- Ben Brasch The Atlanta Journal-Constitution
Hundreds of people are rallying around a Lassiter High School family mourning the loss of two sons.
In the day since the campaign was posted online, 850-plus people have donated more than $50,000 to cover the funeral expenses of brothers 18-year-old James and 14-year-old Joseph Pratt.
The teens died Monday on Ga. 92 in a wreck with a Fulton County school bus for students with special-needs. None of the students on the bus were hurt.
The brothers were on their way to a dentist appointment.
Teachers spoke fondly of the two Navy ROTC students Tuesday about how committed they were to service.
The fund is run by Joanne Prince, who is president of the Navy ROTC cadet-parent organization that covers Lassiter, Pope and Kell high schools.
GoFundMe, which pulls a 5 percent fee for each donation, has a process for folks to raise money on behalf of others.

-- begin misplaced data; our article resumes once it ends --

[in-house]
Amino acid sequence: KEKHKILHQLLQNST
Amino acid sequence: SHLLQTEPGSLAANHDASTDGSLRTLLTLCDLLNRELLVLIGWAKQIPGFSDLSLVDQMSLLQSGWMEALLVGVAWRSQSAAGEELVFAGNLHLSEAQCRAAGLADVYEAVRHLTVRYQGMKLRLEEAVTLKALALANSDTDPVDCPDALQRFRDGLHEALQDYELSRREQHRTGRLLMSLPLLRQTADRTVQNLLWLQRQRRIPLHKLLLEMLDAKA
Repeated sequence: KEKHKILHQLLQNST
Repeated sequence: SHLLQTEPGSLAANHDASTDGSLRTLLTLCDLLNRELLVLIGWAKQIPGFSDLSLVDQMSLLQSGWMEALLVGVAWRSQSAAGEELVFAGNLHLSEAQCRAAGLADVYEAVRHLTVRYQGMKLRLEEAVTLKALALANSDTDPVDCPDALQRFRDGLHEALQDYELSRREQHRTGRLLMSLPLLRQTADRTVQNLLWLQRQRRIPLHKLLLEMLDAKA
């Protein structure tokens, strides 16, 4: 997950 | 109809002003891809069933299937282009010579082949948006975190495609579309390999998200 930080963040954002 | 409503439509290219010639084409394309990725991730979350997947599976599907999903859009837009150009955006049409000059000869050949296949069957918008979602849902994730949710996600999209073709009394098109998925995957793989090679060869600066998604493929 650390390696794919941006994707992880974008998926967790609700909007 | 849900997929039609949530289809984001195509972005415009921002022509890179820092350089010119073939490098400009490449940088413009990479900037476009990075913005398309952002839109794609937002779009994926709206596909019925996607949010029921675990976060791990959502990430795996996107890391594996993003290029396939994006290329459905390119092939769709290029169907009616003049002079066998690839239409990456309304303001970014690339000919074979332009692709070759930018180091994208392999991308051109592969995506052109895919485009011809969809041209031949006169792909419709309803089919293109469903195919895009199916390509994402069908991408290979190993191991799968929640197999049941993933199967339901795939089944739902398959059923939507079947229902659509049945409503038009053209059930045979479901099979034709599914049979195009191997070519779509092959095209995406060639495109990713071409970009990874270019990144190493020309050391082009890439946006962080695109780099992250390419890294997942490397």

Some of those who donated to the GoFundMe campaign left kind messages whether they knew the family or not.
“My heart breaks for your family. You all are in our thoughts and prayers, please know this community is behind you and here to help in any way we can during this terrible tragedy,” one donor wrote.
Another: “Your neighbors in Chimney Lakes are here to support you.”
The Chick-fil-A on Woodstock Road in Roswell gave $200. A manager at the store said many of the employees go to Lassiter and knew at least one of the young men.
Jim, the older, was enlisted in the U.S. Marines and had plans to go to Kennesaw State University after graduation next month.
The younger, a freshman, was just getting a feel for high school.
Now, their family must bury them. The teens leave behind their mother, father, and two sisters — the younger one is a junior at Lassiter in the ROTC program.
There are four more families in metro Atlanta who are grieving. A couple hours before the Pratt brothers died, four Langston Hughes High students died in a crash in south Fulton. One survived that wreck.
Read more about the crashes: Two schools. Six victims. Shared grief.